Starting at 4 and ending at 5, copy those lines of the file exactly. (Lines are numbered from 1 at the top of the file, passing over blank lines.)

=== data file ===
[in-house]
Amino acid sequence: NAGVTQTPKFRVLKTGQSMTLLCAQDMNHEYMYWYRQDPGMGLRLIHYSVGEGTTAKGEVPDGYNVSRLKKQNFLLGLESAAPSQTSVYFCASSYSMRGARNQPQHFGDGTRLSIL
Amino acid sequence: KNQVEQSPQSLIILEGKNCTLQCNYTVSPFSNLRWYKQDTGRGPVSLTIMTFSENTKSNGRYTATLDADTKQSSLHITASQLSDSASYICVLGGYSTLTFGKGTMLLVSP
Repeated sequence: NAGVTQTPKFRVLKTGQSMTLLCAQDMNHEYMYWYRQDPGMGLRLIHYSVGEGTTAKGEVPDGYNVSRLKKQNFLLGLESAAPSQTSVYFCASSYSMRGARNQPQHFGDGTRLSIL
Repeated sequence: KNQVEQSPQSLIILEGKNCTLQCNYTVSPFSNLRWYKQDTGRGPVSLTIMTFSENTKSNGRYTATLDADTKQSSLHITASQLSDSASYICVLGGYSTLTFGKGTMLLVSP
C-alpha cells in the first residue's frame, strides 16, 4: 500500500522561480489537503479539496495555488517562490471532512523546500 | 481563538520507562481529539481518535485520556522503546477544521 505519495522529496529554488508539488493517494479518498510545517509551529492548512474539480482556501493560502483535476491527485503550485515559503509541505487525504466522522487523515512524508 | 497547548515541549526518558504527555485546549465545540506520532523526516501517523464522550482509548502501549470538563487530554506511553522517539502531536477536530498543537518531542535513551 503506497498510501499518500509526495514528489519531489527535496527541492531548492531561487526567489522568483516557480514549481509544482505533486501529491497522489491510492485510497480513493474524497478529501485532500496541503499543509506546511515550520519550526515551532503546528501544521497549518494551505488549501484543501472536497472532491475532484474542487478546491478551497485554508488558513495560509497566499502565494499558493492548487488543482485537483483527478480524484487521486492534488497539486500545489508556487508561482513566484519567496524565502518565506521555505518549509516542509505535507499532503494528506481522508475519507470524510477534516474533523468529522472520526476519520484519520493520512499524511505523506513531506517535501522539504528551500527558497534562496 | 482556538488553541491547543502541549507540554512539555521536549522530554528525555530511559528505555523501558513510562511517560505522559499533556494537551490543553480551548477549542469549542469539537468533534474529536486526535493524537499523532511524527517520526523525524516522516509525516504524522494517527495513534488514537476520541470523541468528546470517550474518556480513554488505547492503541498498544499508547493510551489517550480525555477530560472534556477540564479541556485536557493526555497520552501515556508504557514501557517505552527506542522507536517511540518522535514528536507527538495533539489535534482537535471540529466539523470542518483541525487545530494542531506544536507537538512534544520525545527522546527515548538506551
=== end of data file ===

Repeated sequence: NAGVTQTPKFRVLKTGQSMTLLCAQDMNHEYMYWYRQDPGMGLRLIHYSVGEGTTAKGEVPDGYNVSRLKKQNFLLGLESAAPSQTSVYFCASSYSMRGARNQPQHFGDGTRLSIL
Repeated sequence: KNQVEQSPQSLIILEGKNCTLQCNYTVSPFSNLRWYKQDTGRGPVSLTIMTFSENTKSNGRYTATLDADTKQSSLHITASQLSDSASYICVLGGYSTLTFGKGTMLLVSP